And then a problem: the problem of how to accompany men and women religious. The communities, especially women’s, in our local Church often have difficulty finding serious men and women to accompany them, formators, spiritual fathers and confessors. Either because they do not understand what consecrated life is, or because they want to place themselves in the charism and give interpretations that harm the heart of the nun.... We are speaking of nuns who have difficulties, but men have them too. It is not easy to accompany. It isn’t easy to find a confessor, a spiritual father. It’s not easy to find a man with rectitude of intentions; in order that this spiritual direction, this confession not be a nice chat among friends but without depth. Or, finding those rigid men, who do not really understand where the problem may be, because they do not understand religious life. In the other diocese that I had, I always advised the nuns who came to ask advice: “Tell me, in your community or in your congregation, isn’t there a wise nun, a nun who lives the charism well, a good nun with experience? Do spiritual direction with her! — “But she’s a woman!” — “But it is a charism of lay people!”. Spiritual direction is not an exclusive charism of the presbytery: it’s a charism of the laity! In early monasticism lay people were the great directors. Now I am reading the doctrine, actually on obedience, of St Silouan, that monk of Mt Athos. He was a carpenter, he worked as a carpenter, then a bursar, but he was not even a deacon; he was a great spiritual director! It is a charism of the laity. When the superiors see that a man or woman in that congregation or that province has that charism of a spiritual father, they must try to help them to be formed, to perform this service. It is not easy. A spiritual director is one thing and a confessor is another thing. I go to the confessor, I tell my sins, I feel the flogging; then he forgives me of everything and I go ahead. But I must tell the spiritual director what is happening in my heart. The examination of conscience is not the same for confession and for spiritual direction. For confession, you must search where you have fallen short, whether you have lost patience; if you have been greedy: these things, concrete things, which are sinful. But for spiritual direction, you must examine what has happened in the heart; such as the movement of the spirit, whether I have been desolate, if I have been consoled, if I am tired, why I am sad: these are the things to speak about with a spiritual director. These are the things. The superiors have the responsibility of looking, in the community, in the congregation, in the province, for those who have this charism, to give this mission and form them, help them with this. To accompany on the path is to go step by step with the consecrated brother or sister. I believe that we are still immature in this respect. We are not mature in this, because spiritual direction comes from discernment. But when you find yourself in front of consecrated men and women who do not know how to discern what is happening in their own heart, who do not know how to discern a decision, it is a lack of spiritual direction. And this can be done only by a wise man, a wise woman. But also formed! Today you cannot go only with good will: today the world is very complex and human science also helps us, without falling into psychologism, but it helps us to see the path. Form them with readings of the greats, of the great men and women spiritual directors, especially of monasticism. I don’t know if you have had contact with the works of early monasticism: how much wisdom and spiritual direction there was there! It is important to form them with this. How can we rediscover this wealth? The face of consecrated life is 80 percent female: it’s true, there are more consecrated women than men. How is it possible to value the presence of women and particularly of consecrated women, in the Church? I am repeating a little in what I am about to say: give consecrated women this function that many believe is only for priests; and also give concreteness to the fact that a consecrated woman is both the face of Mother Church and of Mother Mary, and that is going forth in maternity, and maternity is not only having children! Maternity is accompanying growth; maternity is spending hours next to a sick person, a sick child, a sick brother; it is spending one’s life in love, with that love of tenderness and maternity. On this path we will find even more the woman’s role in the Church.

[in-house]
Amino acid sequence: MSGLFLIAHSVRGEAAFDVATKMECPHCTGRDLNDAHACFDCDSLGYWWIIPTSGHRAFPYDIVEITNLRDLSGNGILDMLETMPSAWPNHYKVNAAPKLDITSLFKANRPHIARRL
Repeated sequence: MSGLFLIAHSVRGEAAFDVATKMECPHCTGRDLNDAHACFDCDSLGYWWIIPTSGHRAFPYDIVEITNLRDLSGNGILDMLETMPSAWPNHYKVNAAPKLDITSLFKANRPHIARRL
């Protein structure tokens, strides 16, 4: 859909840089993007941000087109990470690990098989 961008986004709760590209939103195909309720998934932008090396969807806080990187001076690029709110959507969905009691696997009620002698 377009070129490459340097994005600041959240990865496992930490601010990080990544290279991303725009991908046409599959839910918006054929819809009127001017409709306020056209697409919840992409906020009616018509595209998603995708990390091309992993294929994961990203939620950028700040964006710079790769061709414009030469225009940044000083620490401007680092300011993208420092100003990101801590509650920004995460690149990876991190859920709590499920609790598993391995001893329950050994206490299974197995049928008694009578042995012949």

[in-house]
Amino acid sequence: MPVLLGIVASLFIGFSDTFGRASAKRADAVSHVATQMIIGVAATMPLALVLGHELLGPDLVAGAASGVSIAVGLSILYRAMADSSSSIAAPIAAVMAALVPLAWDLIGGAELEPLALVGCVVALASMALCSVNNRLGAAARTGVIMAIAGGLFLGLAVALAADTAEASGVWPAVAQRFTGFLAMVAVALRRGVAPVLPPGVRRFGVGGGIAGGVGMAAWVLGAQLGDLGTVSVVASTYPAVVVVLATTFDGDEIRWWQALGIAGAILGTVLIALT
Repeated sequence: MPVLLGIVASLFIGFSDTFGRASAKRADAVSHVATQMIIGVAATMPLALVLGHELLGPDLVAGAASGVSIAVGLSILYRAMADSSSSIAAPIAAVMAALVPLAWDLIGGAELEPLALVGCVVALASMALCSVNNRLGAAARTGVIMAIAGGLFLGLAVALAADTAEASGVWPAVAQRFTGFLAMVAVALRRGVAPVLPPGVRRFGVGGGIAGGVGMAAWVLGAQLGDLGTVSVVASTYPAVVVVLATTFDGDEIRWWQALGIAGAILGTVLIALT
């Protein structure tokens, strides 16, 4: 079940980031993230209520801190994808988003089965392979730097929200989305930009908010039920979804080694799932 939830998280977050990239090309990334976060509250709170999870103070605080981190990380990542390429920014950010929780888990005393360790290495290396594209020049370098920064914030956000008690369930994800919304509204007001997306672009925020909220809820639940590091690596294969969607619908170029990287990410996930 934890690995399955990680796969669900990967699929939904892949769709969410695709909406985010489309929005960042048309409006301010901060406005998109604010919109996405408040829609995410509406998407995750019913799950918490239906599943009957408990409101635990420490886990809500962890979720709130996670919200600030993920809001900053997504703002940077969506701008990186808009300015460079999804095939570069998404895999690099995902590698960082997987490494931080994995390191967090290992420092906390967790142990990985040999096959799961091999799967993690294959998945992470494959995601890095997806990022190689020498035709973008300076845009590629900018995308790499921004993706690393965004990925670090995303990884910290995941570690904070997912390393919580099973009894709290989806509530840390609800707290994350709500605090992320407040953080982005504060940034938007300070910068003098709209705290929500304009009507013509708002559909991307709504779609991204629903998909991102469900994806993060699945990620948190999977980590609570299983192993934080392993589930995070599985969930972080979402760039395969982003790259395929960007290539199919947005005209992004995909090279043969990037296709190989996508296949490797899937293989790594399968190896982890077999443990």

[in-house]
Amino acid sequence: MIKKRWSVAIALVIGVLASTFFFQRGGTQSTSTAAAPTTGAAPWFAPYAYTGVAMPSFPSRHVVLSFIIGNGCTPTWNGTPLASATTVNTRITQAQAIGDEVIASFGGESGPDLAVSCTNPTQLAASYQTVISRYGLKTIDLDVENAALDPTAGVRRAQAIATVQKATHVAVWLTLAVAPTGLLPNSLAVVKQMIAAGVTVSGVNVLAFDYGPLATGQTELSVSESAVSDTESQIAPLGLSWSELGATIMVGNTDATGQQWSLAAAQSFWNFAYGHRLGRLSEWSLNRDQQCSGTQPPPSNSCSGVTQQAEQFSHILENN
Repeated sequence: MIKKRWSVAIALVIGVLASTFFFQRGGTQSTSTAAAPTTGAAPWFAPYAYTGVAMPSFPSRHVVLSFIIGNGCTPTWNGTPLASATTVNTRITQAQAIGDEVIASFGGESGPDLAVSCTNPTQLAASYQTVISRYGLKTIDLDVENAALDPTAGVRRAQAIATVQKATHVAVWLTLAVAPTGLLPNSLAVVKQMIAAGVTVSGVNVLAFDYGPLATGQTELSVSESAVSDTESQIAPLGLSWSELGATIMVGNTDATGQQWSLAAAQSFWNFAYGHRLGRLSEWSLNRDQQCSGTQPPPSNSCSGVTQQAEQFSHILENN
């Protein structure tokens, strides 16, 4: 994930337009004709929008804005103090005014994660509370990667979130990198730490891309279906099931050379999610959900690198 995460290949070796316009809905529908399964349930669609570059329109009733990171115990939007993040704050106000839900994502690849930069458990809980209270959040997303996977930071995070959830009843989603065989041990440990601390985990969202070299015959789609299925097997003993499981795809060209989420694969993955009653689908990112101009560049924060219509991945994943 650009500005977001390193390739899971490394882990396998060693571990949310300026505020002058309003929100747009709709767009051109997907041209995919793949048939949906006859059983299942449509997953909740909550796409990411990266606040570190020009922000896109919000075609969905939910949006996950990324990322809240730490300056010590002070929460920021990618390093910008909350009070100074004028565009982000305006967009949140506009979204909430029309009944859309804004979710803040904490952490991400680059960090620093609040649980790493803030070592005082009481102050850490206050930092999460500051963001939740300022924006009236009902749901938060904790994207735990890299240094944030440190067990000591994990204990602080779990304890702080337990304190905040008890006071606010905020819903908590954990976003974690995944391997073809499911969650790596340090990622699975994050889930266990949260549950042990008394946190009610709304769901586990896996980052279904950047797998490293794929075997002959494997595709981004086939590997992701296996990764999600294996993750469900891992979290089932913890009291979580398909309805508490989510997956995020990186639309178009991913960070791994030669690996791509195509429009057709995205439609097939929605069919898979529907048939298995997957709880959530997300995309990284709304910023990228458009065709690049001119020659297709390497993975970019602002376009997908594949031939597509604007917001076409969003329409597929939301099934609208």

Fr Gaetano touched on various themes, that is why it’s difficult for me to answer.... But when they tell me “No! In the Church women must be dicastery heads, for example!”. Yes, they can, in certain dicasteries they can; but what you are asking is simple functionalism. That is not rediscovering woman’s role in the Church. It is more profound and goes on this path. Yes, may she do these things, that are being promoted — now in Rome we have one who is the rector of a university, and that is a good thing! — but this is not a triumph. No, no. This is a great thing, it is a functional thing; but what is essential to the woman’s role is — speaking in theological terms — to acting in a manner which expresses the feminine genius. When we face a problem among men we come to a conclusion, but when we face that same problem with women the outcome will be different. It will follow the same path, but it will be richer, stronger, more intuitive. For this reason women in the Church should have this role, they must clarify, help to clarify the feminine genius in so many ways.
I think that with this I have answered the questions as best I could, including yours. In regard to the feminine genius, I spoke about the smile, I spoke about patience in community life, and I would like to say a word to this 97-year-old nun whom I greeted: she is 97.... There she is, I see her. Raise your hand, so everyone can see you.... I exchanged a few words with her, she looked at me with clear eyes, she looked at me with that smile of a sister, mother, and grandma. In her I would like to pay homage to perseverance in consecrated life. Some believe that consecrated life is heaven on earth. No! Maybe Purgatory.... But not Heaven. It isn’t easy to go forward. When I see a person who has spent her life, I give thanks to the Lord. Through you, sister, I thank all men and women religious, thank you very much!